100 years ago, it was easy to get horse experience. Horses delivered the mail, took the family to church, carried you to battle and helped on the farm … horses were everywhere. Horses entertained you too: variety-based horse shows dealt with highly-skilled horsemanship, providing competition that delivered standards to achieve.
Today’s official equestrian competitions developed from this tradition, and their success serves the important purpose of seeking excellence. Yet horse shows were only one segment of what made up the horse world 100 years ago.
A century ago, you could let junior ride double on the neighbor’s old farm horse until he got some balance, and bring Dot home from Grandpa’s for the twins. There’s almost nothing left horse-wise of that world. Modern horse sports were officially organized in an era that knew many opportunities to learn about horses that are now gone.
On the other hand, the new segment of low-level equestrian competition (jumps below 3’6) provides a new opportunity for the public to gain experience with horses.
The “grassroots” are more than another set of equestrian competitions. The focus is different. One purpose unique to the equestrian grassroots is to provide an opportunity to learn about horses.
The grassroots have been neglected over the past century … horse organizations often adhere to a traditional outlook formed when grassroots didn’t exist. The source of its energy may have been misunderstood: as horse-opportunities died out, the grassroots have become a primary channel for the public to gain experience with horses.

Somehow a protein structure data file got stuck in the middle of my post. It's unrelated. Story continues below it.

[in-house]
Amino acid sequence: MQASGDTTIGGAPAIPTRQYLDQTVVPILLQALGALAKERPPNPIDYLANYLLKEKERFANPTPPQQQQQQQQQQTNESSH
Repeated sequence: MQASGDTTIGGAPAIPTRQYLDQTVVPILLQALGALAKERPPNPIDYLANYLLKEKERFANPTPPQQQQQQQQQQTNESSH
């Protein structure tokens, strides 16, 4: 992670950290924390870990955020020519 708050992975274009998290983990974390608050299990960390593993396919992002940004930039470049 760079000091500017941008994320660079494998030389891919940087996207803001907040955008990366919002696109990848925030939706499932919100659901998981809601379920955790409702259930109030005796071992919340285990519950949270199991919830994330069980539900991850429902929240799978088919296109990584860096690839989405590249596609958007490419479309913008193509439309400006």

Society went from a horse-based to a machine-based culture in the space of a generation. Only a few areas survived the shock to provide traditional ways to learn about horses. Today’s ranches and riding schools and carriage rides and equestrian venues are increasingly important connections to our ancestry … storehouses of something we’ve sometimes forgotten but still love, and maybe even need.
Freedom finds a way
Because their goals are not necessarily the same as the official show world, the grassroots have a certain freedom from conventions. The grassroots can provide a horse experience that is educational, economical and enjoyable … and with this focus in mind, can find new–and even old–ways to succeed.